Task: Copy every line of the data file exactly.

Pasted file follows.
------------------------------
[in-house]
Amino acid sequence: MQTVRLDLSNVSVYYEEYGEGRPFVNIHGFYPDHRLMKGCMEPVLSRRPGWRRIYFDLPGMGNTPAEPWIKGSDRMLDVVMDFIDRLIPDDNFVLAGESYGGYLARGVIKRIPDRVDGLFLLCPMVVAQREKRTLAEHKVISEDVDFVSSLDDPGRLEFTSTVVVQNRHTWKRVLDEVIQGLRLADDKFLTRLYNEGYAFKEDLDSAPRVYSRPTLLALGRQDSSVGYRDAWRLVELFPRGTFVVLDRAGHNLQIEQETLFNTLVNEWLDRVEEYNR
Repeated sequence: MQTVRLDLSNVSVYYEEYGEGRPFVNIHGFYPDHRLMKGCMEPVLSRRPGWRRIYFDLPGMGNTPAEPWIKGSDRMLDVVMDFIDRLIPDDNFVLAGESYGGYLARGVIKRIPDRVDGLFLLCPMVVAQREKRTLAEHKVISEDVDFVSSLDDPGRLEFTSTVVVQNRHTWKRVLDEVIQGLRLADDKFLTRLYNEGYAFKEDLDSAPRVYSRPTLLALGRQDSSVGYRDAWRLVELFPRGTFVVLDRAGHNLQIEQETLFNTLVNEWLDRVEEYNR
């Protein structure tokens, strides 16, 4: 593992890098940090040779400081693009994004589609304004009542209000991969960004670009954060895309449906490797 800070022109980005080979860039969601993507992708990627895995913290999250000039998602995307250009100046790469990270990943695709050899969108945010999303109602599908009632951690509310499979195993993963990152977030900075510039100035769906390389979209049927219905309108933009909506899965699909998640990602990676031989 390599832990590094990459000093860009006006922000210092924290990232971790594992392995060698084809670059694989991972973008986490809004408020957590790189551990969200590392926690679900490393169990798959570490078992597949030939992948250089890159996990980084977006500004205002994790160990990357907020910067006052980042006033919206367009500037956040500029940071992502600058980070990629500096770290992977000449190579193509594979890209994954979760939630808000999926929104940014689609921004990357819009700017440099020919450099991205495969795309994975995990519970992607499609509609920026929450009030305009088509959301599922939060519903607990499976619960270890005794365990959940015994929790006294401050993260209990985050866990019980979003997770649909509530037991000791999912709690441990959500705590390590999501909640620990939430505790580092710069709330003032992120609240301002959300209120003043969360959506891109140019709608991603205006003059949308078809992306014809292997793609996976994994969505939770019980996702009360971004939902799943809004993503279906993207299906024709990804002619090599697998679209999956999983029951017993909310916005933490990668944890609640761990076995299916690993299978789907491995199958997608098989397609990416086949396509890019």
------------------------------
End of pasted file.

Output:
[in-house]
Amino acid sequence: MQTVRLDLSNVSVYYEEYGEGRPFVNIHGFYPDHRLMKGCMEPVLSRRPGWRRIYFDLPGMGNTPAEPWIKGSDRMLDVVMDFIDRLIPDDNFVLAGESYGGYLARGVIKRIPDRVDGLFLLCPMVVAQREKRTLAEHKVISEDVDFVSSLDDPGRLEFTSTVVVQNRHTWKRVLDEVIQGLRLADDKFLTRLYNEGYAFKEDLDSAPRVYSRPTLLALGRQDSSVGYRDAWRLVELFPRGTFVVLDRAGHNLQIEQETLFNTLVNEWLDRVEEYNR
Repeated sequence: MQTVRLDLSNVSVYYEEYGEGRPFVNIHGFYPDHRLMKGCMEPVLSRRPGWRRIYFDLPGMGNTPAEPWIKGSDRMLDVVMDFIDRLIPDDNFVLAGESYGGYLARGVIKRIPDRVDGLFLLCPMVVAQREKRTLAEHKVISEDVDFVSSLDDPGRLEFTSTVVVQNRHTWKRVLDEVIQGLRLADDKFLTRLYNEGYAFKEDLDSAPRVYSRPTLLALGRQDSSVGYRDAWRLVELFPRGTFVVLDRAGHNLQIEQETLFNTLVNEWLDRVEEYNR
């Protein structure tokens, strides 16, 4: 593992890098940090040779400081693009994004589609304004009542209000991969960004670009954060895309449906490797 800070022109980005080979860039969601993507992708990627895995913290999250000039998602995307250009100046790469990270990943695709050899969108945010999303109602599908009632951690509310499979195993993963990152977030900075510039100035769906390389979209049927219905309108933009909506899965699909998640990602990676031989 390599832990590094990459000093860009006006922000210092924290990232971790594992392995060698084809670059694989991972973008986490809004408020957590790189551990969200590392926690679900490393169990798959570490078992597949030939992948250089890159996990980084977006500004205002994790160990990357907020910067006052980042006033919206367009500037956040500029940071992502600058980070990629500096770290992977000449190579193509594979890209994954979760939630808000999926929104940014689609921004990357819009700017440099020919450099991205495969795309994975995990519970992607499609509609920026929450009030305009088509959301599922939060519903607990499976619960270890005794365990959940015994929790006294401050993260209990985050866990019980979003997770649909509530037991000791999912709690441990959500705590390590999501909640620990939430505790580092710069709330003032992120609240301002959300209120003043969360959506891109140019709608991603205006003059949308078809992306014809292997793609996976994994969505939770019980996702009360971004939902799943809004993503279906993207299906024709990804002619090599697998679209999956999983029951017993909310916005933490990668944890609640761990076995299916690993299978789907491995199958997608098989397609990416086949396509890019």